It is now two months since we cruised off from Limehouse and started our unplanned cruise of the French canals. Our relaxed approach has worked quite well, except that we now find ourselves in the middle of France when we are really quite ready to go home. Having decided on a scheme to take the boat to the Netherlands, ready for more cruising there next year, we are faced with a rather arduous last two weeks through the forest of the Ardennes, across Belgium, before reaching the Dutch border south of Maastricht and looking for the first convenient stopping point.
The weather turned conveniently fine today and allowed us to put in a full day's cruising, starting off in the morning rush hour at 8am and only stopping when the locks closed at 6pm. This was a day full of locks - going down from Reims on the Canal de l'Aisne à la Marne to its junction with the Canal latéral de l'Aisne, then turning east and climbing up this waterway as it changed its name to the Canal des Ardennes.
All the locks are automatically operated, but the VNF staff are never far away in case of problems, which seem quite frequent. There is little barge traffic on these waterways, although the number of disused silos and commercial quays are testament to a busier period in the waterways' history. We feared for the future of some of these navigations, which will need more than the occasional leisure license fee to pay for the necessary maintenance.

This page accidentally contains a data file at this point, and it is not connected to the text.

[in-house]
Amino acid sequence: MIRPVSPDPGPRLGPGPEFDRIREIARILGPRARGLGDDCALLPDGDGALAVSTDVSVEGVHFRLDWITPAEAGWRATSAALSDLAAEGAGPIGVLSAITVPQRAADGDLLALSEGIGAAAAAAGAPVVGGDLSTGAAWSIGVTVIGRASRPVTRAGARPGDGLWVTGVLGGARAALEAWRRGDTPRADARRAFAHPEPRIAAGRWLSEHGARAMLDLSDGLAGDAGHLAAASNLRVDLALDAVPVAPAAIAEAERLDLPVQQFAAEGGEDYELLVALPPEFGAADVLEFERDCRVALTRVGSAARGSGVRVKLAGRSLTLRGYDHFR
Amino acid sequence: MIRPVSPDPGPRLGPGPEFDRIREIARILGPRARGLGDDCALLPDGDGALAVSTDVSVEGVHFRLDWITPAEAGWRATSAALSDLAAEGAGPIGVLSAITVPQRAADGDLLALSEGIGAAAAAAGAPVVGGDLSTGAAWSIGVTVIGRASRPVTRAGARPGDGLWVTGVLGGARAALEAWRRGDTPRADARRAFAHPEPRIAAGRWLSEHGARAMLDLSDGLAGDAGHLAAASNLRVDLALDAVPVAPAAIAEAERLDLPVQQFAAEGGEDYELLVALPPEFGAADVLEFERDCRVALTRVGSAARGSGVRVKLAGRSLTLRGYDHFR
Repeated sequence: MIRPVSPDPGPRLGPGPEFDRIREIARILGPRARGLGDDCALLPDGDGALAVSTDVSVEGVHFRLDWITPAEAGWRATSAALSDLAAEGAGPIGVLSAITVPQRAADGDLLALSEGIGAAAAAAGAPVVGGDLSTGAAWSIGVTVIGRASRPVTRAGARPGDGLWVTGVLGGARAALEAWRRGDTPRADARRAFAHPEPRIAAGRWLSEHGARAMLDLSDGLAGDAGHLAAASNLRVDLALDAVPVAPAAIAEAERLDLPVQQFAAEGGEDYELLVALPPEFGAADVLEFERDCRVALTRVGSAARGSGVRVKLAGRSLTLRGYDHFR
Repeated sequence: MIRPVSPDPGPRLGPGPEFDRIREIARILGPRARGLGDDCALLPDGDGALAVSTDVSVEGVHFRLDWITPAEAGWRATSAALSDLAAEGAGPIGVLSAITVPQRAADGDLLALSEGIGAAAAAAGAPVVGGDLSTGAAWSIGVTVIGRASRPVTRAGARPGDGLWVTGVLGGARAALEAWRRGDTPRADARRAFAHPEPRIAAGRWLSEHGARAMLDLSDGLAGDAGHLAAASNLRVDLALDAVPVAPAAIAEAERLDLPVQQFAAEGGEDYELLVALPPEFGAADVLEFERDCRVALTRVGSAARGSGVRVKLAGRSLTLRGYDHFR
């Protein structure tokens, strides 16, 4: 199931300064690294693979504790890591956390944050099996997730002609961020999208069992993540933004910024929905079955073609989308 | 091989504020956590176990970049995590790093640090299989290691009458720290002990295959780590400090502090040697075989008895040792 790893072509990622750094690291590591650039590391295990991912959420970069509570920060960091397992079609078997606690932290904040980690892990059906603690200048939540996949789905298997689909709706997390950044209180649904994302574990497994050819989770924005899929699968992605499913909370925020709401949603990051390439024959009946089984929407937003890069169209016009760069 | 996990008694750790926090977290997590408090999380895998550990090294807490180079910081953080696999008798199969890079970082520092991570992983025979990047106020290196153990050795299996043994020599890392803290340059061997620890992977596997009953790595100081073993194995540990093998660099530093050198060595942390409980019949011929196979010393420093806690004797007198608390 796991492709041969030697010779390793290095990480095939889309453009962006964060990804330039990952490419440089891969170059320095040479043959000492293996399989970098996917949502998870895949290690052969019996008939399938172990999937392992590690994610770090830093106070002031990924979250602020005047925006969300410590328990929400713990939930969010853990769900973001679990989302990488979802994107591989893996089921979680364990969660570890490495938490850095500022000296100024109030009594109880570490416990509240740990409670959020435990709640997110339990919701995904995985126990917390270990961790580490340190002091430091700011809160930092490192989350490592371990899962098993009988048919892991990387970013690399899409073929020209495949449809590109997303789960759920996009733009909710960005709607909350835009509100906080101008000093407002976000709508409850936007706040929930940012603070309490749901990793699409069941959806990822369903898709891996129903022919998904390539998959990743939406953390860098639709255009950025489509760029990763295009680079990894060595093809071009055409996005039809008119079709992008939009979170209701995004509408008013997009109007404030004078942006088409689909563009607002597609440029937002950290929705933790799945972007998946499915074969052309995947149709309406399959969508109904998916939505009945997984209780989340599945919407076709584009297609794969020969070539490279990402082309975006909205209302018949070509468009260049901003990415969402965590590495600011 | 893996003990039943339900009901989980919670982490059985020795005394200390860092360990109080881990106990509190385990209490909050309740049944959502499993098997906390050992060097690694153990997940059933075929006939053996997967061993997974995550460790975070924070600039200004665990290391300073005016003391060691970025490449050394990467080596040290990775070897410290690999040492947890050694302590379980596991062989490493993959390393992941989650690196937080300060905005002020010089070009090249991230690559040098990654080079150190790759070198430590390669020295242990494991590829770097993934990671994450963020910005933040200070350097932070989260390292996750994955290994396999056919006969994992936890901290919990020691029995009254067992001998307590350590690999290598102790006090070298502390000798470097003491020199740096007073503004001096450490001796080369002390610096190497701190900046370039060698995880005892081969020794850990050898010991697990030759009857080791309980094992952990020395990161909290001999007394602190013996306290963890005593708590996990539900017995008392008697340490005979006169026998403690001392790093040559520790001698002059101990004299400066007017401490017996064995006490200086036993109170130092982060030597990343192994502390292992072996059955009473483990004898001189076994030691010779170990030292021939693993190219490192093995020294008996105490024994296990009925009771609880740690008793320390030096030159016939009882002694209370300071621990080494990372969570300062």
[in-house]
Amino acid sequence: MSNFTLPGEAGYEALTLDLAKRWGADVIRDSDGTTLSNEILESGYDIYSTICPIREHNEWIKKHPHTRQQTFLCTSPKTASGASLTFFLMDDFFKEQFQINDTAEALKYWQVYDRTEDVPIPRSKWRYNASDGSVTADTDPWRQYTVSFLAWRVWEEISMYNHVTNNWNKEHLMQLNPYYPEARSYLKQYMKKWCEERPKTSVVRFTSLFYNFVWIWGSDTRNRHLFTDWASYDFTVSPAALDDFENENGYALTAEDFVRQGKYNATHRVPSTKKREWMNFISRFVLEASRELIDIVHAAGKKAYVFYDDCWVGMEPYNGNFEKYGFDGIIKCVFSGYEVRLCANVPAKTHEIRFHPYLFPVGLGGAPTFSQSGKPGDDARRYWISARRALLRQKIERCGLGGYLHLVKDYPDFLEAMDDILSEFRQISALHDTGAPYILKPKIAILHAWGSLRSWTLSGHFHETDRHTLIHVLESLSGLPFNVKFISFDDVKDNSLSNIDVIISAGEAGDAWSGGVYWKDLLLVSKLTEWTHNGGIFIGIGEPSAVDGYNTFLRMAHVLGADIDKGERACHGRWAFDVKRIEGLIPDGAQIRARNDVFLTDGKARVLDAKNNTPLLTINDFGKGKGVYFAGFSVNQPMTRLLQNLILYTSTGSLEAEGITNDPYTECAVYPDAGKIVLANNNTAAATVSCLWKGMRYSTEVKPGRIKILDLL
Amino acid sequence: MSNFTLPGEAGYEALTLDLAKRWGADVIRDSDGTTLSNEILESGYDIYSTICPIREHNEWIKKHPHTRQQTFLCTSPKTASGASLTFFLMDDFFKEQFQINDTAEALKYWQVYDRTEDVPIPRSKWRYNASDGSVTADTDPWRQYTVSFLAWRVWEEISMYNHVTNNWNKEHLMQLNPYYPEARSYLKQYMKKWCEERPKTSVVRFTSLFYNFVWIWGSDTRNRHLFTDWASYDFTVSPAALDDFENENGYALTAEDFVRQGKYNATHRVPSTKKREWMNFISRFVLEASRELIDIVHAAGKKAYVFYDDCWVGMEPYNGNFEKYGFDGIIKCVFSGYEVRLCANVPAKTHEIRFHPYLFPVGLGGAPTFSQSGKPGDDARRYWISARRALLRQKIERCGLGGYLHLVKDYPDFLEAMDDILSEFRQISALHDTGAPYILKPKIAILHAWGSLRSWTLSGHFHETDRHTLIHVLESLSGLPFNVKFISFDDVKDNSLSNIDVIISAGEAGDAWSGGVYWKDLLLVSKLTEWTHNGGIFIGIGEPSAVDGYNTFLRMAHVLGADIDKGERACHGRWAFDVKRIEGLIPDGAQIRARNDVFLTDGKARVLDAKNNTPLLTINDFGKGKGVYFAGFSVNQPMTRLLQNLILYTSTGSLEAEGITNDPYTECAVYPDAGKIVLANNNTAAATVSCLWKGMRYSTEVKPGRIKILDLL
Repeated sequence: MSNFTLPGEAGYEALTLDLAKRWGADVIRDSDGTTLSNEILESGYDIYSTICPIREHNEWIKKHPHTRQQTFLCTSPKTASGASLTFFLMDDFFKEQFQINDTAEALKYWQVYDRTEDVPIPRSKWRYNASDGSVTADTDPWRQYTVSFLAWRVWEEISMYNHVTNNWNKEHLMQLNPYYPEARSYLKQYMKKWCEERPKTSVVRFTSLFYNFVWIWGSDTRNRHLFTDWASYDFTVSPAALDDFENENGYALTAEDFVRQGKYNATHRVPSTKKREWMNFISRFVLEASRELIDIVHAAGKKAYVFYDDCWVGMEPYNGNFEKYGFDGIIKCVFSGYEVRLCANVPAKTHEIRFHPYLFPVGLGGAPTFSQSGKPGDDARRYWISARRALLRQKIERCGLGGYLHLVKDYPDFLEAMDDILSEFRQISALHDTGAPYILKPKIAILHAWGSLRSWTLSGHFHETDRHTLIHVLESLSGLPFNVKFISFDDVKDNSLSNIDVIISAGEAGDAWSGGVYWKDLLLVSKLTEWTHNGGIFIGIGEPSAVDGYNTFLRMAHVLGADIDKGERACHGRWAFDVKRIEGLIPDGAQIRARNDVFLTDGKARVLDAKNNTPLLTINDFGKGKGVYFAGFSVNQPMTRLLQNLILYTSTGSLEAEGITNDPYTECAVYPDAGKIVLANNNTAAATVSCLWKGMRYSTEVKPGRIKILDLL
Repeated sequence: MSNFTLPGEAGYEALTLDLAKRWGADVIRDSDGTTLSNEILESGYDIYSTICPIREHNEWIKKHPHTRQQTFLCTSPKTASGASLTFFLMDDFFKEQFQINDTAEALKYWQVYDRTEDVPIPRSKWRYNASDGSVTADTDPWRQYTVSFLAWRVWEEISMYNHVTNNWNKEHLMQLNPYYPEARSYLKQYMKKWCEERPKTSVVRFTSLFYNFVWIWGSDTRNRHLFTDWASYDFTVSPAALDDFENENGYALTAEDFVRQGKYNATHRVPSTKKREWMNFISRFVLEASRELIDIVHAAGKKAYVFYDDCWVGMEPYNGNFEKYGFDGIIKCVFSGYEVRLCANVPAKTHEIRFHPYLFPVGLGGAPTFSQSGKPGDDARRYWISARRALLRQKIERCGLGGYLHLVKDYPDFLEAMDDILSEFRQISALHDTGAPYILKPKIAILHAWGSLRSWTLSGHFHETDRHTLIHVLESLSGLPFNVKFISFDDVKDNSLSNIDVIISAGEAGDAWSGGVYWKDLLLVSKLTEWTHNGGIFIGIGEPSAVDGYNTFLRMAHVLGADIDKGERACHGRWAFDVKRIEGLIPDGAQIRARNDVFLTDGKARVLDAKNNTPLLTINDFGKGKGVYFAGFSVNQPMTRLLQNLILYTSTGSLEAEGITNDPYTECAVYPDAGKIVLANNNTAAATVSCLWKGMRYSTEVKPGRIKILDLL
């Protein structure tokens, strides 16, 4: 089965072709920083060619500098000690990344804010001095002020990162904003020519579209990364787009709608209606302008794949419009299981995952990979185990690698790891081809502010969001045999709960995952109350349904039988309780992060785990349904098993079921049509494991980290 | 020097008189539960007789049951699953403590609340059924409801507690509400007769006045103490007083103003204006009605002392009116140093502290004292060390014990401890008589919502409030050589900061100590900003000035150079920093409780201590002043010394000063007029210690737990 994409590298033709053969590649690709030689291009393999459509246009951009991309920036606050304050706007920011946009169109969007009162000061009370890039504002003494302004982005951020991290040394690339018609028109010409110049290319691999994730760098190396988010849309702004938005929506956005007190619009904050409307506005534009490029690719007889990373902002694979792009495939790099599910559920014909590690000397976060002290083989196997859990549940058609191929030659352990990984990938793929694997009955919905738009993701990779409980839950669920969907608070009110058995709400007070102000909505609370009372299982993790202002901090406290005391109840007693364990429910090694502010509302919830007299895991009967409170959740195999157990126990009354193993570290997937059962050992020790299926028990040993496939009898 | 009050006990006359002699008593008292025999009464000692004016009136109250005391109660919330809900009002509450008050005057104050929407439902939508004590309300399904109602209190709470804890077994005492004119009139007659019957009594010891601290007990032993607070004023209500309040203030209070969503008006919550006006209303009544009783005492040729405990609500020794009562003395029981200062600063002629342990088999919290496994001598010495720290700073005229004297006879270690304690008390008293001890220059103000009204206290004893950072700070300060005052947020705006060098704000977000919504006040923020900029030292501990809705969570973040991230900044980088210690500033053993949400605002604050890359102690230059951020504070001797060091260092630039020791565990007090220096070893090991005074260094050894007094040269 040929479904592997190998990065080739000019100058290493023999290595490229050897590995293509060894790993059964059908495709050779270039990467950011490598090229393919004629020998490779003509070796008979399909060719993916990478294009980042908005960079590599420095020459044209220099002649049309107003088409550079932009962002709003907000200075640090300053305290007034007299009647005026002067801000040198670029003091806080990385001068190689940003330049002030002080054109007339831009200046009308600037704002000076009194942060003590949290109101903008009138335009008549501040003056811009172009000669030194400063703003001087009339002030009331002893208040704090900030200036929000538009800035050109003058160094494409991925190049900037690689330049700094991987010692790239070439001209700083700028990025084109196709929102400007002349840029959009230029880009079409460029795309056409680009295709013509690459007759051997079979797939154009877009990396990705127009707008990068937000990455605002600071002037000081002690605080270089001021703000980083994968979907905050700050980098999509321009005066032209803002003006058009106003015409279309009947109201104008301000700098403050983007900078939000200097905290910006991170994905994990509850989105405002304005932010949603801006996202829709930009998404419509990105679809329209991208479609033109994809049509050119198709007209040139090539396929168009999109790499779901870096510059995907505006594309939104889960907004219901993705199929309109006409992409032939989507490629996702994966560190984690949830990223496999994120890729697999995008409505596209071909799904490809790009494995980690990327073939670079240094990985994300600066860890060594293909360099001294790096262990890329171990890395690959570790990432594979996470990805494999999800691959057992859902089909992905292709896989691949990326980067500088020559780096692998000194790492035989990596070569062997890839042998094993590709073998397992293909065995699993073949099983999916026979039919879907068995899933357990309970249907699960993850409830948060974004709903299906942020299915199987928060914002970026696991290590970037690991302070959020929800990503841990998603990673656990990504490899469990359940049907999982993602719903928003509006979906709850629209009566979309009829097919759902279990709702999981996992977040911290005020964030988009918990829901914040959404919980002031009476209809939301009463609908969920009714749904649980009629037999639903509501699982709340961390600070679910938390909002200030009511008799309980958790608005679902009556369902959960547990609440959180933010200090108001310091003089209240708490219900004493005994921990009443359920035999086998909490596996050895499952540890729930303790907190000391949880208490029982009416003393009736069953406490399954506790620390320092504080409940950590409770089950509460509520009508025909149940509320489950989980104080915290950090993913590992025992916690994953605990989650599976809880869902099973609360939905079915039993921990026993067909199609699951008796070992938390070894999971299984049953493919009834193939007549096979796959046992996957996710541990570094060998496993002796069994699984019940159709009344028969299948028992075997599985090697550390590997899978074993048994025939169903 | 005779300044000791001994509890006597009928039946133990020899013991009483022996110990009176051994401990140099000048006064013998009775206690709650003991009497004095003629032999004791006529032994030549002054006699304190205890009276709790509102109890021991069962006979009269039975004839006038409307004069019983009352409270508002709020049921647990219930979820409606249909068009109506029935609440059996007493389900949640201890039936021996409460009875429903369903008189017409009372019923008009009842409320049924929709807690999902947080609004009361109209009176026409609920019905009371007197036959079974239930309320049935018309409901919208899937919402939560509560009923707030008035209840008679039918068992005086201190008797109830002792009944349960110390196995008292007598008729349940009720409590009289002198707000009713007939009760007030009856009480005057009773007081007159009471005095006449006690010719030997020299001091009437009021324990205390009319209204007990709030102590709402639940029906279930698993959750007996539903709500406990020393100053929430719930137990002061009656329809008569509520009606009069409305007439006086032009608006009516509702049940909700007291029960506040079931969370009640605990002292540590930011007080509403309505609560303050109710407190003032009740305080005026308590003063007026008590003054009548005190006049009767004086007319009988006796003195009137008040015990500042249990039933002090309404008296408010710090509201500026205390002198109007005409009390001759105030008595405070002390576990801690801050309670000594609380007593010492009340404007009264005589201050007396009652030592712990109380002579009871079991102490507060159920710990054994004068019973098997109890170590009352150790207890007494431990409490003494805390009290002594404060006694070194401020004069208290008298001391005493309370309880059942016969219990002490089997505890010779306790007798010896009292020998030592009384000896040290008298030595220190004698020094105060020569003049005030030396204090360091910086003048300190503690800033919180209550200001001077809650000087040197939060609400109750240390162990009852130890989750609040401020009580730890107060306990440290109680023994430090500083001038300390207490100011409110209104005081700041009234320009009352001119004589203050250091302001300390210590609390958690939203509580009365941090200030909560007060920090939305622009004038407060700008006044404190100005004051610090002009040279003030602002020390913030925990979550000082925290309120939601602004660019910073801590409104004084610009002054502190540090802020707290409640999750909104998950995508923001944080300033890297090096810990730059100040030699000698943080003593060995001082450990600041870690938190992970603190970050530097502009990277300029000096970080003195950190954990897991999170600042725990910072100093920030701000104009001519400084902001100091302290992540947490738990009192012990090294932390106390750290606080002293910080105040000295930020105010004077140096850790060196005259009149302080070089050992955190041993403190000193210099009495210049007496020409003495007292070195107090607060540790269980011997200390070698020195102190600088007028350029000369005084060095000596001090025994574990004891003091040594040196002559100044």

We had planned to stop at the town of Rethel, famous for its boudin blanc (white pudding), but we were stopped in our tracks by the 6pm closing time of the locks, and so concocted a bankside mooring downstream of the Nanteuil lock, at the tiny hamlet of Nanteuil-sur-Aisne. Depth at the bank was dubious so we moored with the bow pulled tight in and the stern sticking out - a little unconventional, but we did not expect too much passing traffic in the night, which was fortunately still and fine.